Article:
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Discussion Starter #1
Ok,
well,
A long long time ago (e.g. this summer) I had to replace both the rear brake lines running from the front of the car to, well, the back of the car; and I had to replace the high pressure power steering line. Since I could only get a fixed size length (though be it quite long) of brake line (and I didn't feel like bending it) and the part of the high pressure PS line going into the firewall was jammed, I cut them using a rotary pipe cutter (the little tool where you tighten,spin it around, tighten, etc) and installed compression fittings to connect the pieces of the lines together. In total, there are 5 compression fittings on my car: one for the PS line, and 4 on the brake lines.

So, how safe are compression fittings? I haven't had any problems since they have been on.. and I'm not going to change it no matter what anyone says (poor college student), but just curious..
 

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Well if you notice the brake pedal getting mushier everytime you drive it, I would say you're loosing fluid/pressure via those compression fittings. If that is the case, its either be a poor college student without a car, or a seriously injured one
 

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Originally posted by KnightM@Dec 17 2003, 01:36 PM
Ok,
well,
A long long time ago (e.g. this summer) I had to replace both the rear brake lines running from the front of the car to, well, the back of the car; and I had to replace the high pressure power steering line. Since I could only get a fixed size length (though be it quite long) of brake line (and I didn't feel like bending it) and the part of the high pressure PS line going into the firewall was jammed, I cut them using a rotary pipe cutter (the little tool where you tighten,spin it around, tighten, etc) and installed compression fittings to connect the pieces of the lines together. In total, there are 5 compression fittings on my car: one for the PS line, and 4 on the brake lines.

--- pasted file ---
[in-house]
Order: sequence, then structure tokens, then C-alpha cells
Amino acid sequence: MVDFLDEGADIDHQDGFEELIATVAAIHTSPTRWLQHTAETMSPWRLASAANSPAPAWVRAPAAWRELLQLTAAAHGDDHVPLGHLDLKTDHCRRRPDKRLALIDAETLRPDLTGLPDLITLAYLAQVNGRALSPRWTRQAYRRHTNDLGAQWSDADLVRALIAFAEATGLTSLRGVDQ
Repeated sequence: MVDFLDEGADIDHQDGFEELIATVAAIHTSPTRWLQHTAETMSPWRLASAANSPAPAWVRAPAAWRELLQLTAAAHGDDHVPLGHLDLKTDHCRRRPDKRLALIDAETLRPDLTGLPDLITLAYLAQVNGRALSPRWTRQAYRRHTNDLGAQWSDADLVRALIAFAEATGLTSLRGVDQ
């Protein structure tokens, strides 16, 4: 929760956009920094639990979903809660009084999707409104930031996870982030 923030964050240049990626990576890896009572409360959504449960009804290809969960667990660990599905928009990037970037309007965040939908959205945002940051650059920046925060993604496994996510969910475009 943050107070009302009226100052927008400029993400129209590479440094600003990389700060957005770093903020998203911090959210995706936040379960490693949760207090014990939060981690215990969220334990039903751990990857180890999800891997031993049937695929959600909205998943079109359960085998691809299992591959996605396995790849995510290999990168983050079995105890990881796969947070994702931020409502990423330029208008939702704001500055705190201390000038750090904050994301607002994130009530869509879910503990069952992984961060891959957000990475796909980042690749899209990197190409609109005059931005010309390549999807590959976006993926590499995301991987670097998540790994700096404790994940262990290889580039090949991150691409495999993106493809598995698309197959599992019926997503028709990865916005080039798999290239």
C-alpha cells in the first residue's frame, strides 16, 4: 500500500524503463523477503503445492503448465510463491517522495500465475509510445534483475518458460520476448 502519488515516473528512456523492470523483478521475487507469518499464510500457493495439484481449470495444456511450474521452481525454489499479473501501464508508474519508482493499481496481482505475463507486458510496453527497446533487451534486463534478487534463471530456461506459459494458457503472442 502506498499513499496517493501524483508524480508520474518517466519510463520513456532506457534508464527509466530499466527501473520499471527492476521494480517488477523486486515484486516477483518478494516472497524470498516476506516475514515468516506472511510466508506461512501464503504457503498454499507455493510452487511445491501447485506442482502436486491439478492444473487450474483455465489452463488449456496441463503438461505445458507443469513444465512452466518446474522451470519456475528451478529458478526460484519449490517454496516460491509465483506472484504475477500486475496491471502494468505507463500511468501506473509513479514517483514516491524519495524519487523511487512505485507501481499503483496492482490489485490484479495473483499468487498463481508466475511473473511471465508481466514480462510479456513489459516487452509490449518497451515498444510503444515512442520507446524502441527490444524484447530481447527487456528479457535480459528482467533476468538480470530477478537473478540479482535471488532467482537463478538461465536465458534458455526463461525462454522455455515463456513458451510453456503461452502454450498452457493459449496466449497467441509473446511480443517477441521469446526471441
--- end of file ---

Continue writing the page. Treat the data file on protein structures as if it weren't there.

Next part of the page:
So, how safe are compression fittings? I haven't had any problems since they have been on.. and I'm not going to change it no matter what anyone says (poor college student), but just curious..
Are they compression fittings or flare fitting like stock? Flare fittings are all good and legal as long as you do a double flare.

I used plumbing compression fittings on a Tempo powersteering line and it is still together.
 

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Discussion Starter #4
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Are they compression fittings or flare fitting like stock? Flare fittings are all good and legal as long as you do a double flare.[/b]
Not sure on this one... I think that they are plumbing compression fittings or some sort.. I got them from the guys at AutoZone. At the time they said, "You know, your not really supposed to use compression fittings on brake lines, but your not the first and certainly not the last."

I haven't seen any leaks of any kind or any loss of fluid in either the PS or brakes. So, so far so good..
Stopping is actually a lot better than before, escpecially the time when the lines rusted through and I lost brakes, was 35 minutes from home.. (and drove the car back home.. -- that was an adventure.. btw-back roads rule)

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f that is the case, its either be a poor college student without a car, or a seriously injured one[/b]
I'll take the seriously injured over not having a car..
 

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Originally posted by 93taurusSX@Dec 17 2003, 02:36 PM
Well if you notice the brake pedal getting mushier everytime you drive it, I would say you're loosing fluid/pressure via those compression fittings. If that is the case, its either be a poor college student without a car, or a seriously injured one
or if he ends up killing/maming/injuring someone else because his brakes failed. That sure would fall heavy on my concience... not to mention getting charged with neglegence and possibly manslaughter.

You might want to try an research *why* you aren't supposed to use compression fittings on brake lines. If it's a serious problem, better make that a priority to fix.

-Dan
 

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Discussion Starter #6
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or if he ends up killing/maming/injuring someone else because his brakes failed. That sure would fall heavy on my concience... not to mention getting charged with neglegence and possibly manslaughter.[/b]
I've got a way to avoid this: just drive my normal 100mph.. that way, if they do fail, I won't be charged with anything..


But seriously, from what I have heard from other people, they are safe, I was just mainly wondering if anyone on this board has had any experience with them..

and Dant, if it makes you feel any better: the person who helped me out with all of this "repair" work is a technician..


Oh, btw - I asked about him about the flare - and yes, they are double flared.. so, I guess that is some good news..
 

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Well that's good. Just don't want to see anyone hurt. You can live with a fussy motor or a broken window, but brakes are something you don't want to go without.

-Dan
 
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